Illustration by Rachel Macnaghten
The 1% by Meg Hopkins (Mondays)
Hi, I’m Meg and I’m autistic. I only found out recently and part of the reason why is because I had a lot of misconceptions of what autism is- and what it looks like. Since my diagnosis I’ve realised that most people don’t really know much about autism at all, which is a problem both for people getting the diagnosis they need and in people around them understanding that diagnosis; telling people I’m autistic feels necessary- it means that I don’t have to hide autistic traits- but it often means educating whoever I’m telling about what autism actually is. I’ve had a tutor tell me in a tute “but you’re not that autistic”… It’s not my job to educate people but I’m forced into the role and it’s draining.
I want this column to be both factually and experientially educational; explaining what autism is and, maybe more importantly, what autism feels like (spoiler: it can be very exhausting).
It’s called The 1% as in 1 in 100 are autistic and yet we receive far less attention than other 1%s in society. I hope this column can help to change that.
(Un)common People by Jade Calder (Thursdays)
I’m Jade (she/they) and I have come to the conclusion that I have spent an inordinate amount of time feeling at once both fascinated and disillusioned by the state of discourse and level of class awareness at the university. As a pretty outspoken, first generation and low income northerner, I’m not particularly inclined to suffer ignorant privilege gladly – be warned!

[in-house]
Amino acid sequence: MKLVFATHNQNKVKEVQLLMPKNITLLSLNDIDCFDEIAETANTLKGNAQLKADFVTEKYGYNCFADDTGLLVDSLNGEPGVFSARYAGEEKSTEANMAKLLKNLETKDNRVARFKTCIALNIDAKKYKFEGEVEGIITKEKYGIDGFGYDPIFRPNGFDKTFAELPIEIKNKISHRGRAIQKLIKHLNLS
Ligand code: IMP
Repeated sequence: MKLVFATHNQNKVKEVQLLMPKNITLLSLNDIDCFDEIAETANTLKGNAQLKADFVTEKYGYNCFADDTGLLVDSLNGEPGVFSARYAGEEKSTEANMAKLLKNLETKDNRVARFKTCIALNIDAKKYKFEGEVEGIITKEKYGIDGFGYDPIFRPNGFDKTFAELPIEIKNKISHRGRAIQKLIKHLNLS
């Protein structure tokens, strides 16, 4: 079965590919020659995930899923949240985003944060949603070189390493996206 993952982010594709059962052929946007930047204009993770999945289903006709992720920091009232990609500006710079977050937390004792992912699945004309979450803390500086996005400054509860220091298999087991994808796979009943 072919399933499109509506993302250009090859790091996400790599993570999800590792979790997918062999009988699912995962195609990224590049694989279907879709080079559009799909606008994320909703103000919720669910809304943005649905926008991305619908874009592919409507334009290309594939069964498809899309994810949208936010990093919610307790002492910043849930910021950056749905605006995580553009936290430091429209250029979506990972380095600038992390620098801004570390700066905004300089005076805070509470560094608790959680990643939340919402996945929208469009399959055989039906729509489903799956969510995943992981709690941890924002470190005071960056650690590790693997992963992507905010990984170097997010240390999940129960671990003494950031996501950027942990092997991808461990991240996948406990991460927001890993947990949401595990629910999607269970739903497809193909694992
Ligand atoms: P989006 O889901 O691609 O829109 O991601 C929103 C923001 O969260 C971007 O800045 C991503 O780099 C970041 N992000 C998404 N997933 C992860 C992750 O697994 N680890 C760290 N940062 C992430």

Don’t worry too much however – I don’t just sit around feeling miffed. I’m also one of the co-chairs of the SU’s Class Act campaign, have been the Class rep of various societies, co-founded a magazine for working class creatives, am somehow part of the Revue and edit on a couple of other publications. Once upon a time I was deputy editor for the Oxford Student, but I fancied the opportunity to have my own column so that I could have a little more freedom to write earnestly about my perspective. Hopefully one or two of you might get something out of it.
Swapping Shoes by invited columnists, intro by Jacob Reid (Fridays)
Let me tell you about our French teacher.
Looking at Mrs Wilson without knowing anything about her, you might guess that she teaches French. She has that… je ne sais quoi. A face that radiates warmth, a pull-along trolley that contains untold riches, and a hearty laugh that comes from a true appreciation of life.
Over the years (and despite the curriculum) she also graced us with a lifetime of wisdom. Inspired by her live-and-let-live attitude, and the happy mix of being both a divorcee and a strict Catholic, she imparted the importance of considering what people are going through and of thinking about things from their perspective. Of walking in their shoes.
This column is born with that spirit in mind. Each fortnight, two people with different backgrounds and experiences will get together and write. About their similarities, about their differences, about what they learnt from each other, about what surprised them, and, well, anything else that crops up.
I wonder what we’ll find out.